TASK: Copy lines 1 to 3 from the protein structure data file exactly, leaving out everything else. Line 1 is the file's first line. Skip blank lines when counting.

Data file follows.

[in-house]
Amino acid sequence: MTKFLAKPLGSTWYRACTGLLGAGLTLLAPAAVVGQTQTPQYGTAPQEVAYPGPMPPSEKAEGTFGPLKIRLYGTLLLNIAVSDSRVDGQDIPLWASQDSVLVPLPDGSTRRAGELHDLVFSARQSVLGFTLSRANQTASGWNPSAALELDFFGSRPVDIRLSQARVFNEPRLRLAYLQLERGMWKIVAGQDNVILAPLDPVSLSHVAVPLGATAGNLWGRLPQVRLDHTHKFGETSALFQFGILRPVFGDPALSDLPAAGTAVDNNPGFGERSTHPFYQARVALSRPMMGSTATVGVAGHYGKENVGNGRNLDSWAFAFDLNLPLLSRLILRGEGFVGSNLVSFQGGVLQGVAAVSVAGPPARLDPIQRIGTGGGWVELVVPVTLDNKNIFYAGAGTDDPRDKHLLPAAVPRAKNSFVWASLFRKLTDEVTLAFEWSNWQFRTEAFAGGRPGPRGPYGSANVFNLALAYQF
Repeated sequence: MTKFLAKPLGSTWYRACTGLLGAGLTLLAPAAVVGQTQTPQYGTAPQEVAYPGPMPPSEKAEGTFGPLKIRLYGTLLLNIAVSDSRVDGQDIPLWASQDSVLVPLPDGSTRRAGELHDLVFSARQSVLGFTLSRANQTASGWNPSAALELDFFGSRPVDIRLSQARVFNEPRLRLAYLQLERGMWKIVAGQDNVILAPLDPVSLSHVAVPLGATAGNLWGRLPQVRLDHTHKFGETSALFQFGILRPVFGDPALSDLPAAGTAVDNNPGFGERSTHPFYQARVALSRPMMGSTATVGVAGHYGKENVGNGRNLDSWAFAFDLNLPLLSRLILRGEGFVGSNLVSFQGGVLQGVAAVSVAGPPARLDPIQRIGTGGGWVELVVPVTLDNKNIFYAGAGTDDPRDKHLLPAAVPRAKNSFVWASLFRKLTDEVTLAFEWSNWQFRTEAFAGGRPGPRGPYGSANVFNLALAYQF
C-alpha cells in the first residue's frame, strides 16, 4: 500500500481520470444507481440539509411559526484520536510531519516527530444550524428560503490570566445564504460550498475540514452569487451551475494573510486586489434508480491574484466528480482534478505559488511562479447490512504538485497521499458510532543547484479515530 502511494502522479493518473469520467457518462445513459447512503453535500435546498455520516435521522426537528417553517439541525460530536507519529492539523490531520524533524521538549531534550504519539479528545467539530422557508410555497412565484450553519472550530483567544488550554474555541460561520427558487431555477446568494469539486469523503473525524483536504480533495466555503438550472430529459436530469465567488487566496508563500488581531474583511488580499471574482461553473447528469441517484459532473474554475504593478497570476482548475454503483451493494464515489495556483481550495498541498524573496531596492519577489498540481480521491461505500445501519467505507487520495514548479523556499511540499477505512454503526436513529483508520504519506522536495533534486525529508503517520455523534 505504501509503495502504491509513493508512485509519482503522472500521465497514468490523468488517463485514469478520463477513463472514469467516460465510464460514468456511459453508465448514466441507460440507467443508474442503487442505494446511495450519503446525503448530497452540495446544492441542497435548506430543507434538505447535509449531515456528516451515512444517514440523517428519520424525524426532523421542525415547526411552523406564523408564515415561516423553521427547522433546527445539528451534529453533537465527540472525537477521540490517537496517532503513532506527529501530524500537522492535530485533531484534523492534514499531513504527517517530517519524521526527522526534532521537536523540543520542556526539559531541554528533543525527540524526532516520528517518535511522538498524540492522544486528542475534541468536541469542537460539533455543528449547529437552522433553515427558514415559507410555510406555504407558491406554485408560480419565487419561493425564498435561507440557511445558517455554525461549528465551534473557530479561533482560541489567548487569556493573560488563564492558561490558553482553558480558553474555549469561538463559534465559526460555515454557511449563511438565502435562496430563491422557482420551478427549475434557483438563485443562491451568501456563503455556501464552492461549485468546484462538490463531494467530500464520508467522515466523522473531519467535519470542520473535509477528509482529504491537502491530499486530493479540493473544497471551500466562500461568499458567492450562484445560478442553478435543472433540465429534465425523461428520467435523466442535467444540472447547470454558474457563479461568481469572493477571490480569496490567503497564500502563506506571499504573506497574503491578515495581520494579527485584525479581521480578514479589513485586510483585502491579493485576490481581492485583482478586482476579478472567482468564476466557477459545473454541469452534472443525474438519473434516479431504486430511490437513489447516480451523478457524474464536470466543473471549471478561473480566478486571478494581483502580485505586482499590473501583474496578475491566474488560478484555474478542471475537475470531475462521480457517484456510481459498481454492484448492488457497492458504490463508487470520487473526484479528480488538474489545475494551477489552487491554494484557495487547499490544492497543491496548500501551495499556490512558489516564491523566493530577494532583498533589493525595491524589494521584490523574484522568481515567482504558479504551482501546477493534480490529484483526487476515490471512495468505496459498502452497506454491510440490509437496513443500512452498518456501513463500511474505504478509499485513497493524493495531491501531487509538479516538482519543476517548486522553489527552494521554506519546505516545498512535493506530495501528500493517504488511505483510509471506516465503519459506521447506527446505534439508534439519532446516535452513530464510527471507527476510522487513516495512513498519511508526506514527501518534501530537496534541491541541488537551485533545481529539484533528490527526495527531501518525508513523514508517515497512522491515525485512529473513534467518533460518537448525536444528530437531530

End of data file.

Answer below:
[in-house]
Amino acid sequence: MTKFLAKPLGSTWYRACTGLLGAGLTLLAPAAVVGQTQTPQYGTAPQEVAYPGPMPPSEKAEGTFGPLKIRLYGTLLLNIAVSDSRVDGQDIPLWASQDSVLVPLPDGSTRRAGELHDLVFSARQSVLGFTLSRANQTASGWNPSAALELDFFGSRPVDIRLSQARVFNEPRLRLAYLQLERGMWKIVAGQDNVILAPLDPVSLSHVAVPLGATAGNLWGRLPQVRLDHTHKFGETSALFQFGILRPVFGDPALSDLPAAGTAVDNNPGFGERSTHPFYQARVALSRPMMGSTATVGVAGHYGKENVGNGRNLDSWAFAFDLNLPLLSRLILRGEGFVGSNLVSFQGGVLQGVAAVSVAGPPARLDPIQRIGTGGGWVELVVPVTLDNKNIFYAGAGTDDPRDKHLLPAAVPRAKNSFVWASLFRKLTDEVTLAFEWSNWQFRTEAFAGGRPGPRGPYGSANVFNLALAYQF
Repeated sequence: MTKFLAKPLGSTWYRACTGLLGAGLTLLAPAAVVGQTQTPQYGTAPQEVAYPGPMPPSEKAEGTFGPLKIRLYGTLLLNIAVSDSRVDGQDIPLWASQDSVLVPLPDGSTRRAGELHDLVFSARQSVLGFTLSRANQTASGWNPSAALELDFFGSRPVDIRLSQARVFNEPRLRLAYLQLERGMWKIVAGQDNVILAPLDPVSLSHVAVPLGATAGNLWGRLPQVRLDHTHKFGETSALFQFGILRPVFGDPALSDLPAAGTAVDNNPGFGERSTHPFYQARVALSRPMMGSTATVGVAGHYGKENVGNGRNLDSWAFAFDLNLPLLSRLILRGEGFVGSNLVSFQGGVLQGVAAVSVAGPPARLDPIQRIGTGGGWVELVVPVTLDNKNIFYAGAGTDDPRDKHLLPAAVPRAKNSFVWASLFRKLTDEVTLAFEWSNWQFRTEAFAGGRPGPRGPYGSANVFNLALAYQF